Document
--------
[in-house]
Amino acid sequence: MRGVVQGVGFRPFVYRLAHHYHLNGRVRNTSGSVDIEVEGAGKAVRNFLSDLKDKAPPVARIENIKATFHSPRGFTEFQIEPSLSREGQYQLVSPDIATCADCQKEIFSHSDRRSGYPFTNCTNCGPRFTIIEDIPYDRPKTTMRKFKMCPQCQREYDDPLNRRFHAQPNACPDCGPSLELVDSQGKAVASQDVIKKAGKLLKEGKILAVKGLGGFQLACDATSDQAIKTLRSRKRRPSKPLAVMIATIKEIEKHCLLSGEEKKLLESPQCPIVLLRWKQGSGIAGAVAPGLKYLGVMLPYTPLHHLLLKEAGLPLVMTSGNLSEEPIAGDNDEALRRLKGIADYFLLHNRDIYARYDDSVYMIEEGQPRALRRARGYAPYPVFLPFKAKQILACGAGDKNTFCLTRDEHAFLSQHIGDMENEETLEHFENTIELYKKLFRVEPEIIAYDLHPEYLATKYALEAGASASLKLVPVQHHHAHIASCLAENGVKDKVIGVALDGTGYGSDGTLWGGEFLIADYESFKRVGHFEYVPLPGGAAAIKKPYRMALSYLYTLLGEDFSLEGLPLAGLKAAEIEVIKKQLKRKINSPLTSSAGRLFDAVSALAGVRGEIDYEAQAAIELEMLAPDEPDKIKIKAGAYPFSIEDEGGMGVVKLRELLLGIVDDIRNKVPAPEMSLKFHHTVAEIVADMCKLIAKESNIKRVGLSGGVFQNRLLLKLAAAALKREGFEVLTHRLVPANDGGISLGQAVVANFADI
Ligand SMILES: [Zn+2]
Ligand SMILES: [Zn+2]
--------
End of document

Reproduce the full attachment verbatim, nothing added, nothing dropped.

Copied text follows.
[in-house]
Amino acid sequence: MRGVVQGVGFRPFVYRLAHHYHLNGRVRNTSGSVDIEVEGAGKAVRNFLSDLKDKAPPVARIENIKATFHSPRGFTEFQIEPSLSREGQYQLVSPDIATCADCQKEIFSHSDRRSGYPFTNCTNCGPRFTIIEDIPYDRPKTTMRKFKMCPQCQREYDDPLNRRFHAQPNACPDCGPSLELVDSQGKAVASQDVIKKAGKLLKEGKILAVKGLGGFQLACDATSDQAIKTLRSRKRRPSKPLAVMIATIKEIEKHCLLSGEEKKLLESPQCPIVLLRWKQGSGIAGAVAPGLKYLGVMLPYTPLHHLLLKEAGLPLVMTSGNLSEEPIAGDNDEALRRLKGIADYFLLHNRDIYARYDDSVYMIEEGQPRALRRARGYAPYPVFLPFKAKQILACGAGDKNTFCLTRDEHAFLSQHIGDMENEETLEHFENTIELYKKLFRVEPEIIAYDLHPEYLATKYALEAGASASLKLVPVQHHHAHIASCLAENGVKDKVIGVALDGTGYGSDGTLWGGEFLIADYESFKRVGHFEYVPLPGGAAAIKKPYRMALSYLYTLLGEDFSLEGLPLAGLKAAEIEVIKKQLKRKINSPLTSSAGRLFDAVSALAGVRGEIDYEAQAAIELEMLAPDEPDKIKIKAGAYPFSIEDEGGMGVVKLRELLLGIVDDIRNKVPAPEMSLKFHHTVAEIVADMCKLIAKESNIKRVGLSGGVFQNRLLLKLAAAALKREGFEVLTHRLVPANDGGISLGQAVVANFADI
Ligand SMILES: [Zn+2]
Ligand SMILES: [Zn+2]